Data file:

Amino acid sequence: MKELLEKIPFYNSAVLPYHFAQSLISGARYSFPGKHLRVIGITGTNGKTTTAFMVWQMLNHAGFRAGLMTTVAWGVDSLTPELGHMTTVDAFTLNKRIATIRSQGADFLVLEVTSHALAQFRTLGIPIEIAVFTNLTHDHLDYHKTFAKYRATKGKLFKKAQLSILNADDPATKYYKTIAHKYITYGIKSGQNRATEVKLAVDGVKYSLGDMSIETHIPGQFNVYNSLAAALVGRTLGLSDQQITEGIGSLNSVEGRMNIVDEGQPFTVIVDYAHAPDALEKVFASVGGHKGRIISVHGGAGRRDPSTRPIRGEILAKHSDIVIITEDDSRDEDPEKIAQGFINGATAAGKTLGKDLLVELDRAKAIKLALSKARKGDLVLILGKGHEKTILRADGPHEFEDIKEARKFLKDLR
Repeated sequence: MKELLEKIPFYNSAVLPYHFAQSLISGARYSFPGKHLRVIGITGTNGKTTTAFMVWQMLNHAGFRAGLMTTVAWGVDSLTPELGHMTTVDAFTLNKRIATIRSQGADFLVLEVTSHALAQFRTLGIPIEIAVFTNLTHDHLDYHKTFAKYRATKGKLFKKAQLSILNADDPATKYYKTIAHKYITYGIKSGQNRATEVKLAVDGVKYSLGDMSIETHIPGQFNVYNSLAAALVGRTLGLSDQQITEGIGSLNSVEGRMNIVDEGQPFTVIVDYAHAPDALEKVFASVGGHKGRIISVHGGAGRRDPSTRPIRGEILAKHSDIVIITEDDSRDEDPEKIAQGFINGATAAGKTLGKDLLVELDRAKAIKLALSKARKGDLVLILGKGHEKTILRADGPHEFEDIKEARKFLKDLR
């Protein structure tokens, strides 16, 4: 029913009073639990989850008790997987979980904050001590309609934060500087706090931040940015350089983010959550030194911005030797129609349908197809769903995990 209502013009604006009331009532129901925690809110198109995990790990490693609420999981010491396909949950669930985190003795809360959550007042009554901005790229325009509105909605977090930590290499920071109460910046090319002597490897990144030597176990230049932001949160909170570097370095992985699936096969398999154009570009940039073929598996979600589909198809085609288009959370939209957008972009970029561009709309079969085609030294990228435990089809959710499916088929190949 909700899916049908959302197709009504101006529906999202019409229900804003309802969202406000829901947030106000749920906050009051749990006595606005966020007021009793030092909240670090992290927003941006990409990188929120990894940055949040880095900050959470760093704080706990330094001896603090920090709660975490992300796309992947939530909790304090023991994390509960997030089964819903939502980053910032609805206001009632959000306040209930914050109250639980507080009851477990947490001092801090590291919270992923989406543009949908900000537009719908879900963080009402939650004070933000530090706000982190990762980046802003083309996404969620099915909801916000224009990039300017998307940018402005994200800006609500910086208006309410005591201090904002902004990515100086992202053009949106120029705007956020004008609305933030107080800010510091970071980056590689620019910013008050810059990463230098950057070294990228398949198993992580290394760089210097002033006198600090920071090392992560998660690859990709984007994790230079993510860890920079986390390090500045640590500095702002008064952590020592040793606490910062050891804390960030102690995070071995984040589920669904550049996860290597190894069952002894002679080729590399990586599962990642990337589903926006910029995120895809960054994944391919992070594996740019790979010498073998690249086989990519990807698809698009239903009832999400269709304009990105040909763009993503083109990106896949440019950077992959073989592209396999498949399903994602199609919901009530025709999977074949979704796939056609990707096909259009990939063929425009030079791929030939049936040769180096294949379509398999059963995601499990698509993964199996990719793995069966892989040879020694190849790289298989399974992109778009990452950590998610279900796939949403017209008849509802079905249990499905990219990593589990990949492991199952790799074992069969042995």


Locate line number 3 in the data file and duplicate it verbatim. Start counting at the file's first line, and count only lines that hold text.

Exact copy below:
């Protein structure tokens, strides 16, 4: 029913009073639990989850008790997987979980904050001590309609934060500087706090931040940015350089983010959550030194911005030797129609349908197809769903995990 209502013009604006009331009532129901925690809110198109995990790990490693609420999981010491396909949950669930985190003795809360959550007042009554901005790229325009509105909605977090930590290499920071109460910046090319002597490897990144030597176990230049932001949160909170570097370095992985699936096969398999154009570009940039073929598996979600589909198809085609288009959370939209957008972009970029561009709309079969085609030294990228435990089809959710499916088929190949 909700899916049908959302197709009504101006529906999202019409229900804003309802969202406000829901947030106000749920906050009051749990006595606005966020007021009793030092909240670090992290927003941006990409990188929120990894940055949040880095900050959470760093704080706990330094001896603090920090709660975490992300796309992947939530909790304090023991994390509960997030089964819903939502980053910032609805206001009632959000306040209930914050109250639980507080009851477990947490001092801090590291919270992923989406543009949908900000537009719908879900963080009402939650004070933000530090706000982190990762980046802003083309996404969620099915909801916000224009990039300017998307940018402005994200800006609500910086208006309410005591201090904002902004990515100086992202053009949106120029705007956020004008609305933030107080800010510091970071980056590689620019910013008050810059990463230098950057070294990228398949198993992580290394760089210097002033006198600090920071090392992560998660690859990709984007994790230079993510860890920079986390390090500045640590500095702002008064952590020592040793606490910062050891804390960030102690995070071995984040589920669904550049996860290597190894069952002894002679080729590399990586599962990642990337589903926006910029995120895809960054994944391919992070594996740019790979010498073998690249086989990519990807698809698009239903009832999400269709304009990105040909763009993503083109990106896949440019950077992959073989592209396999498949399903994602199609919901009530025709999977074949979704796939056609990707096909259009990939063929425009030079791929030939049936040769180096294949379509398999059963995601499990698509993964199996990719793995069966892989040879020694190849790289298989399974992109778009990452950590998610279900796939949403017209008849509802079905249990499905990219990593589990990949492991199952790799074992069969042995």